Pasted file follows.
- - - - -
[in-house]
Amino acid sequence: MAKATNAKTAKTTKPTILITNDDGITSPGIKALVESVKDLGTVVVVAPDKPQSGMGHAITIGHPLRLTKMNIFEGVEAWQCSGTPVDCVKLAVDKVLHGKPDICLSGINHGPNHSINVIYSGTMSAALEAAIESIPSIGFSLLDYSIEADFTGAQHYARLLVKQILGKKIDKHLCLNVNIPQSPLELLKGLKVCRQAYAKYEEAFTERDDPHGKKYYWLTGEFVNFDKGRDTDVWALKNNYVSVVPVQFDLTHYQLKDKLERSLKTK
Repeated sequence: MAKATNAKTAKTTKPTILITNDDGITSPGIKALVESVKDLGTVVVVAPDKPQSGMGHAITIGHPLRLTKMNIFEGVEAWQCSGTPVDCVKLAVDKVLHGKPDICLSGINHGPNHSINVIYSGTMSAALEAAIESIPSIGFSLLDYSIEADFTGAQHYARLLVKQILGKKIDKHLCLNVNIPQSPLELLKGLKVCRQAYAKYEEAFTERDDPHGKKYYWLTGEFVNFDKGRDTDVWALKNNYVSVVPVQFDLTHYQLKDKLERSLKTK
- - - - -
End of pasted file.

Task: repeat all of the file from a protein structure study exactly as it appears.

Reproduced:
[in-house]
Amino acid sequence: MAKATNAKTAKTTKPTILITNDDGITSPGIKALVESVKDLGTVVVVAPDKPQSGMGHAITIGHPLRLTKMNIFEGVEAWQCSGTPVDCVKLAVDKVLHGKPDICLSGINHGPNHSINVIYSGTMSAALEAAIESIPSIGFSLLDYSIEADFTGAQHYARLLVKQILGKKIDKHLCLNVNIPQSPLELLKGLKVCRQAYAKYEEAFTERDDPHGKKYYWLTGEFVNFDKGRDTDVWALKNNYVSVVPVQFDLTHYQLKDKLERSLKTK
Repeated sequence: MAKATNAKTAKTTKPTILITNDDGITSPGIKALVESVKDLGTVVVVAPDKPQSGMGHAITIGHPLRLTKMNIFEGVEAWQCSGTPVDCVKLAVDKVLHGKPDICLSGINHGPNHSINVIYSGTMSAALEAAIESIPSIGFSLLDYSIEADFTGAQHYARLLVKQILGKKIDKHLCLNVNIPQSPLELLKGLKVCRQAYAKYEEAFTERDDPHGKKYYWLTGEFVNFDKGRDTDVWALKNNYVSVVPVQFDLTHYQLKDKLERSLKTK